By Rebecca Chimjeka:
High Court Judge Charles Mkandawire Friday reserved ruling on the contempt of court application by the Ombudsman against ministries of Finance and Agriculture on the order by the Malawi Supreme Court of Appeal.
In February this year, the Malawi Supreme Court Appeal backed the Ombudsman Martha Chizuma and ruled that the two public officers should apologise to Malawians for buying and disposing of archaic equipment initially purchased using $50 million (about K37 billion) borrowed funds in 2012, a scandal dubbed Tractorgate.
Despite the Ombudsman’s efforts to have the order be adhered to, the two ministries were never responsive forcing the Ombudsman to file for contempt of court.
The farm machinery in question included 100 tractors and 144 maize shellers.
The Ombudsman started investigating the matter in 2016 after receiving complaints from a former Dedza East member of Parliament Julian Lunguzi and a smallholder farmer from Rumphi against government on the decision to sell the tractors and maize shellers to some politicians and other commercial farmers contrary to the loan authorisation bill which was used to purchase the equipment.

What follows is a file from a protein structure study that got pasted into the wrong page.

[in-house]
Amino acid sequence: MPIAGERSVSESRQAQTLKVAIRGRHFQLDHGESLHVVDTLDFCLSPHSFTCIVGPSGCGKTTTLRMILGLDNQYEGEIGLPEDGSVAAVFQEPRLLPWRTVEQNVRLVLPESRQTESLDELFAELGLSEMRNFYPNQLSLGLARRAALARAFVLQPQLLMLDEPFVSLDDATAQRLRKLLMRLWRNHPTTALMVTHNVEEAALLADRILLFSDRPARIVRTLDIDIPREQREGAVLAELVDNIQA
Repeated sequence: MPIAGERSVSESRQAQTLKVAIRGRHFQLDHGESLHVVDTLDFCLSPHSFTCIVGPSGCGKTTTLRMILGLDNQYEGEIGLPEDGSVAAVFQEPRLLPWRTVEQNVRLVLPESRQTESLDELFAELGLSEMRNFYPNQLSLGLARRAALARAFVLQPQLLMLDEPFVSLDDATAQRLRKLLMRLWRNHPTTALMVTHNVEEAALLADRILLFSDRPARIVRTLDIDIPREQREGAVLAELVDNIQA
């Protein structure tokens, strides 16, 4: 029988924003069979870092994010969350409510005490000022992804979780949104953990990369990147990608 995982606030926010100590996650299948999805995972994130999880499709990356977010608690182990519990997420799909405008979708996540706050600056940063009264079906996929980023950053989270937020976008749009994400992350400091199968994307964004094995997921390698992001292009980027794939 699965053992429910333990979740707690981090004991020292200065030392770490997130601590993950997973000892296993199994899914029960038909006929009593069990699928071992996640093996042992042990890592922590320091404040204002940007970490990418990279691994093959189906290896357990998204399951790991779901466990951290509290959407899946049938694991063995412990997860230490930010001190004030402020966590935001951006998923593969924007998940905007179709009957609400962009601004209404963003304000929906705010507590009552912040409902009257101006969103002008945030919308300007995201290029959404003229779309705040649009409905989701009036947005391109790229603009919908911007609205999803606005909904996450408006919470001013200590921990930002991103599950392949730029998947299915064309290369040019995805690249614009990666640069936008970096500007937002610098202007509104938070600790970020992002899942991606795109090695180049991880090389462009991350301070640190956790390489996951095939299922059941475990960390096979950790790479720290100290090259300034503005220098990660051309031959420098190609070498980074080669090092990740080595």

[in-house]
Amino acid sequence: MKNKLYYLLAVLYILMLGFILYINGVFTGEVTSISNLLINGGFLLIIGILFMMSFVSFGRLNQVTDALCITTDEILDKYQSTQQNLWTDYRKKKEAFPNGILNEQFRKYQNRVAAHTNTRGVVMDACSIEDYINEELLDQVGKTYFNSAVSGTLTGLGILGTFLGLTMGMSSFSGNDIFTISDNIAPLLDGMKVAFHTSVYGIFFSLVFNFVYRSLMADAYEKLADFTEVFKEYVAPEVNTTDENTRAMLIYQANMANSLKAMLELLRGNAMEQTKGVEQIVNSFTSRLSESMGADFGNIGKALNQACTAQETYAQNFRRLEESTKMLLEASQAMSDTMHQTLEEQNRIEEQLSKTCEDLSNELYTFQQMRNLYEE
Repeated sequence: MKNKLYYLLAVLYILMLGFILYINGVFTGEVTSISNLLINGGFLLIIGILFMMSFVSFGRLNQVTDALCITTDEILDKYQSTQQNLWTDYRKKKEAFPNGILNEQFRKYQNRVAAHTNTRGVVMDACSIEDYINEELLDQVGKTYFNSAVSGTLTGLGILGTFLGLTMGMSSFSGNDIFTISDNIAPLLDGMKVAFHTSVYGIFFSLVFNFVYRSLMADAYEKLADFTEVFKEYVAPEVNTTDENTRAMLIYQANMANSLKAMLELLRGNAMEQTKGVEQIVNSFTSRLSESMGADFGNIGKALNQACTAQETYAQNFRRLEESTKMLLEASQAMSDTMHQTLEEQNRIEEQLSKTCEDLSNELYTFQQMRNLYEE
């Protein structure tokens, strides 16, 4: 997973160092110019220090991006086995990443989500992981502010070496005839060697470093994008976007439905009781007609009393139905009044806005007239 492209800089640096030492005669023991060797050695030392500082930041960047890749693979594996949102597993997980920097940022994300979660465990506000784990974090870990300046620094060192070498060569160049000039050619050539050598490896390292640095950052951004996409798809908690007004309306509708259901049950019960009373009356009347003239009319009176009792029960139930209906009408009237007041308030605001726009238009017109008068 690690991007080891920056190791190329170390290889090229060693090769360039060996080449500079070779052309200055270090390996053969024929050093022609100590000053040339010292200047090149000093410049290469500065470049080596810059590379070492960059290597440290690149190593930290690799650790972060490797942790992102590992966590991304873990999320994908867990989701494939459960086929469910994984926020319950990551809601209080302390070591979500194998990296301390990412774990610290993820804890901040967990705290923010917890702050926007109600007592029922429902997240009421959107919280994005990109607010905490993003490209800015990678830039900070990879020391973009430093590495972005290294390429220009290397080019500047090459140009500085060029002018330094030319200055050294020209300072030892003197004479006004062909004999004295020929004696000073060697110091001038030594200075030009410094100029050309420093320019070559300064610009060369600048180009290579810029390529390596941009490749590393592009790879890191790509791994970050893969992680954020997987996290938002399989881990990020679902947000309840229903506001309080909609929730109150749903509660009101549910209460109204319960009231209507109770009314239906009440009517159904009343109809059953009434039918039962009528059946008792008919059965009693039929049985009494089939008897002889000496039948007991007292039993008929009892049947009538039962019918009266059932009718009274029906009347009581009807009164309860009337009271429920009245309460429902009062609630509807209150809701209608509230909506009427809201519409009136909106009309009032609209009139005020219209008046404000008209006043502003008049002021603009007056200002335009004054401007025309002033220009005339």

After her investigation, the Ombudsman faulted Ministry of Finance and Agriculture in the manner in which they handled the procurement and disposal of the tractors.
She further directed remedial actions to the two ministries.
Ministry of Agriculture, Irrigation and Water Development Thursday issued a public apology for the flawed procurement and disposal of the farm equipment.
However, in an interview, Chizuma said people should not simply look at the apology as the only remedy that she directed.
She said her investigation revealed that they were so many untidy bits bordering on fraud to the whole procurement and disposal of the farm equipment.
“There were others like providing full amounts of the money so far collected from the sale of the tractors and also conducting an audit of the credit line together with other two credit lines that government had used to procure the tractors and other related irrigation materials which are yet to be complied with,” Chizuma said.
The farm equipment was purchased using part of the $50 million line of credit from Export-Import Bank of India with the aim of facilitating mechanisation of agriculture in the country.
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